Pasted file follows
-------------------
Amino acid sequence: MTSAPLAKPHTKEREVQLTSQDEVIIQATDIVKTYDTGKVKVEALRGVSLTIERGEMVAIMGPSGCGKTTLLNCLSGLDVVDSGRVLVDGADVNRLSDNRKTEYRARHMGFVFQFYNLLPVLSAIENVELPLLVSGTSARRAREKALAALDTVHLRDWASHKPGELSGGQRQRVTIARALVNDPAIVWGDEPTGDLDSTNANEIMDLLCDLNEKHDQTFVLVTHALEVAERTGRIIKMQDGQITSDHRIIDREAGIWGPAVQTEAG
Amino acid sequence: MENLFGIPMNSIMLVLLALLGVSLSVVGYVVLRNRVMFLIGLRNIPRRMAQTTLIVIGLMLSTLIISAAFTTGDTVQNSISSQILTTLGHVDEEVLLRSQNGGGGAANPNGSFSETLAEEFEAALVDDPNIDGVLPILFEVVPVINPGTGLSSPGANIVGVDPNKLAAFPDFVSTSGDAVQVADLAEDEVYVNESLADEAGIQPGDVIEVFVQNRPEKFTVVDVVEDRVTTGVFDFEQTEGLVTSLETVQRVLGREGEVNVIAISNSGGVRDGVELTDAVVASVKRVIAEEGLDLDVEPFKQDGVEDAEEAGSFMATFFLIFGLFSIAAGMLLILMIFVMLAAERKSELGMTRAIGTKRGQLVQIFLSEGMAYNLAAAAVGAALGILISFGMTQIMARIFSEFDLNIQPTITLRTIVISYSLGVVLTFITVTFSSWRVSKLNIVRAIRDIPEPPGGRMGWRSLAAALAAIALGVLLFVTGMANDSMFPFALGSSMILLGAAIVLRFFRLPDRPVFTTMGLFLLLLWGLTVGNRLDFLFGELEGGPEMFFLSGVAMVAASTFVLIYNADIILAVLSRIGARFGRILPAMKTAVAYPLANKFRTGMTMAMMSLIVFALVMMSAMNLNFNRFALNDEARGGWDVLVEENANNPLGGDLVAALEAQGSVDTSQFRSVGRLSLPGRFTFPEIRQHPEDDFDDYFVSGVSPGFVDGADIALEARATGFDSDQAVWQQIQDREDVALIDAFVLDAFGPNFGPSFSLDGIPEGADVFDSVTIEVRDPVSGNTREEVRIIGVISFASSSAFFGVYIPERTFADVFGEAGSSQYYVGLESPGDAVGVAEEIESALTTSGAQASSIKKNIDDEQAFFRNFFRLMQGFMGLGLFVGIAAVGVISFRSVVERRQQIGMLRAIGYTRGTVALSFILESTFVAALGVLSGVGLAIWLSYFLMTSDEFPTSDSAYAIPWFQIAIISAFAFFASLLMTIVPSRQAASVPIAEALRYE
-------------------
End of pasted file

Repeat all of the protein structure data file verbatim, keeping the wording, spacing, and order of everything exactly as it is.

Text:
Amino acid sequence: MTSAPLAKPHTKEREVQLTSQDEVIIQATDIVKTYDTGKVKVEALRGVSLTIERGEMVAIMGPSGCGKTTLLNCLSGLDVVDSGRVLVDGADVNRLSDNRKTEYRARHMGFVFQFYNLLPVLSAIENVELPLLVSGTSARRAREKALAALDTVHLRDWASHKPGELSGGQRQRVTIARALVNDPAIVWGDEPTGDLDSTNANEIMDLLCDLNEKHDQTFVLVTHALEVAERTGRIIKMQDGQITSDHRIIDREAGIWGPAVQTEAG
Amino acid sequence: MENLFGIPMNSIMLVLLALLGVSLSVVGYVVLRNRVMFLIGLRNIPRRMAQTTLIVIGLMLSTLIISAAFTTGDTVQNSISSQILTTLGHVDEEVLLRSQNGGGGAANPNGSFSETLAEEFEAALVDDPNIDGVLPILFEVVPVINPGTGLSSPGANIVGVDPNKLAAFPDFVSTSGDAVQVADLAEDEVYVNESLADEAGIQPGDVIEVFVQNRPEKFTVVDVVEDRVTTGVFDFEQTEGLVTSLETVQRVLGREGEVNVIAISNSGGVRDGVELTDAVVASVKRVIAEEGLDLDVEPFKQDGVEDAEEAGSFMATFFLIFGLFSIAAGMLLILMIFVMLAAERKSELGMTRAIGTKRGQLVQIFLSEGMAYNLAAAAVGAALGILISFGMTQIMARIFSEFDLNIQPTITLRTIVISYSLGVVLTFITVTFSSWRVSKLNIVRAIRDIPEPPGGRMGWRSLAAALAAIALGVLLFVTGMANDSMFPFALGSSMILLGAAIVLRFFRLPDRPVFTTMGLFLLLLWGLTVGNRLDFLFGELEGGPEMFFLSGVAMVAASTFVLIYNADIILAVLSRIGARFGRILPAMKTAVAYPLANKFRTGMTMAMMSLIVFALVMMSAMNLNFNRFALNDEARGGWDVLVEENANNPLGGDLVAALEAQGSVDTSQFRSVGRLSLPGRFTFPEIRQHPEDDFDDYFVSGVSPGFVDGADIALEARATGFDSDQAVWQQIQDREDVALIDAFVLDAFGPNFGPSFSLDGIPEGADVFDSVTIEVRDPVSGNTREEVRIIGVISFASSSAFFGVYIPERTFADVFGEAGSSQYYVGLESPGDAVGVAEEIESALTTSGAQASSIKKNIDDEQAFFRNFFRLMQGFMGLGLFVGIAAVGVISFRSVVERRQQIGMLRAIGYTRGTVALSFILESTFVAALGVLSGVGLAIWLSYFLMTSDEFPTSDSAYAIPWFQIAIISAFAFFASLLMTIVPSRQAASVPIAEALRYE